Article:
SoftBank, Biggest Investor in Didi, Sinks After China Blocks App
Comment of the Day

July 06 2021

Commentary by Eoin Treacy

SoftBank, Biggest Investor in Didi, Sinks After China Blocks App

This article from Bloomberg may be of interest to subscribers. Here is a section:

It’s inevitable to see selling from investors who had been pinning their hopes on Didi,” said Tomoichiro Kubota, a senior market analyst at Matsui Securities Co. in Tokyo. “If it’s deleted from app stores, it’ll be a very difficult situation.”

China’s cyberspace regulator announced the Didi ban on Sunday, just two days after revealing a review of the company. The decision effectively requires the largest app stores in China to strike Didi from their offerings, though the current half-billion existing users can continue to order up rides and other services. Didi said the regulatory move may have “an adverse impact” on its revenue in China.

On Monday, regulators expanded the probes further to target Full Truck Alliance, which runs an Uber-like platform for truck-hailing, as well as Kanzhun Ltd. Full Truck Alliance, backed by Tencent Holdings Ltd. as well as SoftBank, raised $1.6 billion in its U.S. offering last month.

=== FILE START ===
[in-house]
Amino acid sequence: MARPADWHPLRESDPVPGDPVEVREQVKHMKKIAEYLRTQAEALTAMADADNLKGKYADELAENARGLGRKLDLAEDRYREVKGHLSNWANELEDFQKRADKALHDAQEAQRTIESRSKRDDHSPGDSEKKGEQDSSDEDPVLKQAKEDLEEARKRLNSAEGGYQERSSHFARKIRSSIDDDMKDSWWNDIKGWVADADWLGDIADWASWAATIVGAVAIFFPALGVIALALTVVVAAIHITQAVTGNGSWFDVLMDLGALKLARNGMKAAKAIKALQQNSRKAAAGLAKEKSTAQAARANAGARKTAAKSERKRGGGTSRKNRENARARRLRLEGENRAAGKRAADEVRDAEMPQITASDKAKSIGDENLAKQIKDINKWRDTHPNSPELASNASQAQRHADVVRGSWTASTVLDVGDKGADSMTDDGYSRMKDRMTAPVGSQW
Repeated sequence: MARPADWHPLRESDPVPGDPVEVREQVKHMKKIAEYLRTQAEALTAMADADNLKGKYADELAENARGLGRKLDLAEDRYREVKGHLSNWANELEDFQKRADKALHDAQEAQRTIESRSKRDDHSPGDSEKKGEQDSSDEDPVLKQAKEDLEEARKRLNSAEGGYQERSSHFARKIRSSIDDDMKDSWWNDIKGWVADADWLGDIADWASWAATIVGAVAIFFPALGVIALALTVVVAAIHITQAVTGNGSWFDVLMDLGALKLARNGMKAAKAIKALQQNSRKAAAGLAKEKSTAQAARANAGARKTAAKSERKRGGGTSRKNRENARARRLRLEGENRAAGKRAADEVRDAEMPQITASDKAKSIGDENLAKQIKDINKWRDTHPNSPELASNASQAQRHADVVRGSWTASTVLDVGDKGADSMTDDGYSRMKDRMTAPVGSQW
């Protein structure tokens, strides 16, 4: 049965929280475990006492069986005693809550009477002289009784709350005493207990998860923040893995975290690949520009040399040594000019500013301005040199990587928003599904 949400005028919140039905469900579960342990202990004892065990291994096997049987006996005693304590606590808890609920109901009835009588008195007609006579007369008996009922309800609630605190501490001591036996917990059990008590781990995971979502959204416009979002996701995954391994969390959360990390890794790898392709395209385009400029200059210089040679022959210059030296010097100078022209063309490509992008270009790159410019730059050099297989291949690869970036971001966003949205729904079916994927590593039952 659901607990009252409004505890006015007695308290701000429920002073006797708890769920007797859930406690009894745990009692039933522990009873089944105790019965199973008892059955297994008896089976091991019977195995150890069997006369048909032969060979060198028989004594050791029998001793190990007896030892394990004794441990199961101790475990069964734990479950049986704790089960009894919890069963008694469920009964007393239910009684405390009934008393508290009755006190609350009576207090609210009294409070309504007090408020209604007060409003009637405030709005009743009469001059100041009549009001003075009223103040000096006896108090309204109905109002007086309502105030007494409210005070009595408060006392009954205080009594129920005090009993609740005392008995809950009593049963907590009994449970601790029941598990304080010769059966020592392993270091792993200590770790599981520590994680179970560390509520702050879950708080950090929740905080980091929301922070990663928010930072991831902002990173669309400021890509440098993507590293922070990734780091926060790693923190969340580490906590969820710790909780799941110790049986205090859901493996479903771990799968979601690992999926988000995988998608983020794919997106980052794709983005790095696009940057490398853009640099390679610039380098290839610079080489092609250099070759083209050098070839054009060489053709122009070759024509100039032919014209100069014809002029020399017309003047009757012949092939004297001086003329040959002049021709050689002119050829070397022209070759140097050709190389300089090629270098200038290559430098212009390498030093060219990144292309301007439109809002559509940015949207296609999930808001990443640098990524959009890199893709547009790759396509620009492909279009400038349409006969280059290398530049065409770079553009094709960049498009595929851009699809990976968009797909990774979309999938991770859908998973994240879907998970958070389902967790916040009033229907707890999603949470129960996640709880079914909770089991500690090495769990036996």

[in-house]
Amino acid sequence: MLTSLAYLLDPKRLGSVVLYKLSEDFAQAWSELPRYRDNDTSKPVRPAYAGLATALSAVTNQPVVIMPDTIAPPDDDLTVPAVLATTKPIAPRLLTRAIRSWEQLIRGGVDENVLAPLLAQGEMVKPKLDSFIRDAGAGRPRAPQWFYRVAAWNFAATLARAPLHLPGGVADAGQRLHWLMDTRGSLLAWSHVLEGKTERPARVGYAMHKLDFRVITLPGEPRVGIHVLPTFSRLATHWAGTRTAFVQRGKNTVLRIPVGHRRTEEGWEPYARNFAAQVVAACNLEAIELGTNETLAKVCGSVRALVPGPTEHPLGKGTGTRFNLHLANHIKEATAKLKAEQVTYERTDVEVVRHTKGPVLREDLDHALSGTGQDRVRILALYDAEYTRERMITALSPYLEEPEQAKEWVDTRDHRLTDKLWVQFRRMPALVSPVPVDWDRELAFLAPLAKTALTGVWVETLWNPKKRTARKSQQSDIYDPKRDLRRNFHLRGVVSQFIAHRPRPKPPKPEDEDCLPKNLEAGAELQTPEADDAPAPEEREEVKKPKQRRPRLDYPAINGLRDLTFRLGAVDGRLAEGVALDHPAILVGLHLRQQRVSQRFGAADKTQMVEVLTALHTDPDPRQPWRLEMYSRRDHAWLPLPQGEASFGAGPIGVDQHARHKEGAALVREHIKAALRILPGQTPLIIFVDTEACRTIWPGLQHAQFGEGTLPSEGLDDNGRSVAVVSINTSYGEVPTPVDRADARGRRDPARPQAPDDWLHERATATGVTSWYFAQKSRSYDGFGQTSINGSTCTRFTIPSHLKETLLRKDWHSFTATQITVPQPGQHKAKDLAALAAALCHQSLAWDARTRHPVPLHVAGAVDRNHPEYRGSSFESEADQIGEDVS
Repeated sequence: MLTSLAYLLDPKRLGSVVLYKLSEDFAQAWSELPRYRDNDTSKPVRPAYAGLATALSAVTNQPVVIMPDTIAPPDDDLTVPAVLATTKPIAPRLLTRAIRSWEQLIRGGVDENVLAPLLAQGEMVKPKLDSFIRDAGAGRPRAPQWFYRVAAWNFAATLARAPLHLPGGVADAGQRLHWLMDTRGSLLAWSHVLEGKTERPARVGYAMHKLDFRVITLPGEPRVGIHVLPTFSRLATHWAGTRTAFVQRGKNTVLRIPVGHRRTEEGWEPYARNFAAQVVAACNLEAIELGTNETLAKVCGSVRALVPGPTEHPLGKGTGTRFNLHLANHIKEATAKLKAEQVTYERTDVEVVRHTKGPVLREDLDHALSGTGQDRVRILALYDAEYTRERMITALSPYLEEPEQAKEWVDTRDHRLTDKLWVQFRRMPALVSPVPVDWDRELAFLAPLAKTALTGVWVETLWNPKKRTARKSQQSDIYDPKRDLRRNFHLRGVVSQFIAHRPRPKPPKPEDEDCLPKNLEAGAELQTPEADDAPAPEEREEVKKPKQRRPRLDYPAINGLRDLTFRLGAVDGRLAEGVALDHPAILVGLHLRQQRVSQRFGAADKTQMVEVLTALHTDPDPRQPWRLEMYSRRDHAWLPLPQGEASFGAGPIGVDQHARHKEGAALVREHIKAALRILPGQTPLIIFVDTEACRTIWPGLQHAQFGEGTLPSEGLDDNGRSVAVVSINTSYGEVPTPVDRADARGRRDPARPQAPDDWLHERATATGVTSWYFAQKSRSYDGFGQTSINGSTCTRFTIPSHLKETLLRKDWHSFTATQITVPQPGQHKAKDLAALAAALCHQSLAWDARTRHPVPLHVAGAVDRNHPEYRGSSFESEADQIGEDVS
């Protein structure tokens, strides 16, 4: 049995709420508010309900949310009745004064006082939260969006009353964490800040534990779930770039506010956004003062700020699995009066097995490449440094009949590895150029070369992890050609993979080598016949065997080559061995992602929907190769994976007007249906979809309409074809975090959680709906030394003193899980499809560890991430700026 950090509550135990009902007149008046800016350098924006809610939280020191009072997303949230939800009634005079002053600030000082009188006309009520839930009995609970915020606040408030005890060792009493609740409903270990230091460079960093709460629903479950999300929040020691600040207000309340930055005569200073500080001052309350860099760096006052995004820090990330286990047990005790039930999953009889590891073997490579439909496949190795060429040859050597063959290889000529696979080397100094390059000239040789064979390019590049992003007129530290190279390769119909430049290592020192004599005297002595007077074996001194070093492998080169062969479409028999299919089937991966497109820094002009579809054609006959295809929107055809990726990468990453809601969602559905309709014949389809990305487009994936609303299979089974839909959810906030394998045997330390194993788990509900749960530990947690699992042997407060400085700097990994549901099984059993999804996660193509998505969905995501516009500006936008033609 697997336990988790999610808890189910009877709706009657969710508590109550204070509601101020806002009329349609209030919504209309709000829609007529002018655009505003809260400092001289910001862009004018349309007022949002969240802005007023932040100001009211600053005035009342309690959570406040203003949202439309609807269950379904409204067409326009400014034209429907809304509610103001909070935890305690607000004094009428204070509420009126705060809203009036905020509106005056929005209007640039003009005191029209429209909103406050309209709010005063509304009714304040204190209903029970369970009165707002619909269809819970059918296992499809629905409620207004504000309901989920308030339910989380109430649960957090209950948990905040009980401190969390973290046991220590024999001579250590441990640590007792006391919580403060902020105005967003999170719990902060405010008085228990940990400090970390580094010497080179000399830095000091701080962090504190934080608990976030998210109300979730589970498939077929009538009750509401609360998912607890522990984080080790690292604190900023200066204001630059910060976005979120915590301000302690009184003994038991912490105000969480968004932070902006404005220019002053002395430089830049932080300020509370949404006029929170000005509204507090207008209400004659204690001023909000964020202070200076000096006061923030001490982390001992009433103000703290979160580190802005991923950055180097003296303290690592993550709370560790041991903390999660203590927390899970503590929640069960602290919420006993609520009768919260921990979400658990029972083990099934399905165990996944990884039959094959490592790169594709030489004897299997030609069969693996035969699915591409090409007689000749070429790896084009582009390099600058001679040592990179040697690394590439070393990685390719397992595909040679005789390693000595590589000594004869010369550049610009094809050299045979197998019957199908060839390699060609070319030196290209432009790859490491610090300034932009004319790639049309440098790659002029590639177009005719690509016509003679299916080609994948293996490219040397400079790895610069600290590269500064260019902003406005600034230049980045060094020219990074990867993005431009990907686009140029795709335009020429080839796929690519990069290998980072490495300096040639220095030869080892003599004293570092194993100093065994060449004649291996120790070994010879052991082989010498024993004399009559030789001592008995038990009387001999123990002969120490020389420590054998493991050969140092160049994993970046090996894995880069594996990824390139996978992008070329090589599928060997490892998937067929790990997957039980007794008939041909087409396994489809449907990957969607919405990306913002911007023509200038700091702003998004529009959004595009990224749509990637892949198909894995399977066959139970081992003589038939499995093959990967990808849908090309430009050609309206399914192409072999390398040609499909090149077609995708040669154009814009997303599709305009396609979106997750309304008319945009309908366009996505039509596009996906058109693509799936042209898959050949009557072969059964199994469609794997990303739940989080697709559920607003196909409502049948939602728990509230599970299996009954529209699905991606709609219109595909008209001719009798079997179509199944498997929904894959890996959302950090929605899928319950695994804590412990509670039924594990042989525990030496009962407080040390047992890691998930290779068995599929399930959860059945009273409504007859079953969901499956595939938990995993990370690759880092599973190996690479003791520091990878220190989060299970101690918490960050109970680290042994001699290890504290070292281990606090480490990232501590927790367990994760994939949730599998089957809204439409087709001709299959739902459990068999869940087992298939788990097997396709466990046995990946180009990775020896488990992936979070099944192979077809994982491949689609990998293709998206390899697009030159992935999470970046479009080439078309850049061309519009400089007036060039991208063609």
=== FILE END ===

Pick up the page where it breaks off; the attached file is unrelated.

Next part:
Eoin Treacy's view

The Vision Fund was bloodied by the failure of WeWork. Since then, Softbank has since been eager to accelerate the pace of IPOs for the companies it invested in. Didi is a big one and there was no way they could risk missing out on a pay day.

Two weeks ago, the Chinese regulator warned Didi not to pursue its IPO. It appears large investors like Softbank and Uber pressured the company to file over the Communist Party centenary celebration to take advantage of a lull in regulatory enforcement. In doing so the company raised $4.4 billion in cash, achieved a valuation in excess of $70 billion and was promptly banned from Chinese app stores.

This is a symptom of the wider trend in Chinese regulation. All data is now considered state owned. Businesses that exist on the internet and which are deemed to have too much potential to threaten Party authority will be cut back to size.

That deeply questions the rationale for investing in Chinese growth. If there are limits on how large a company can get, then valuations have to be a lot more conservative. That’s the polar opposite of what investors are accustomed to when investing in Silicon Valley startups.

The only way to invest in China is in state sponsored growth targets. Today, that’s semiconductors and biotech and not much else.

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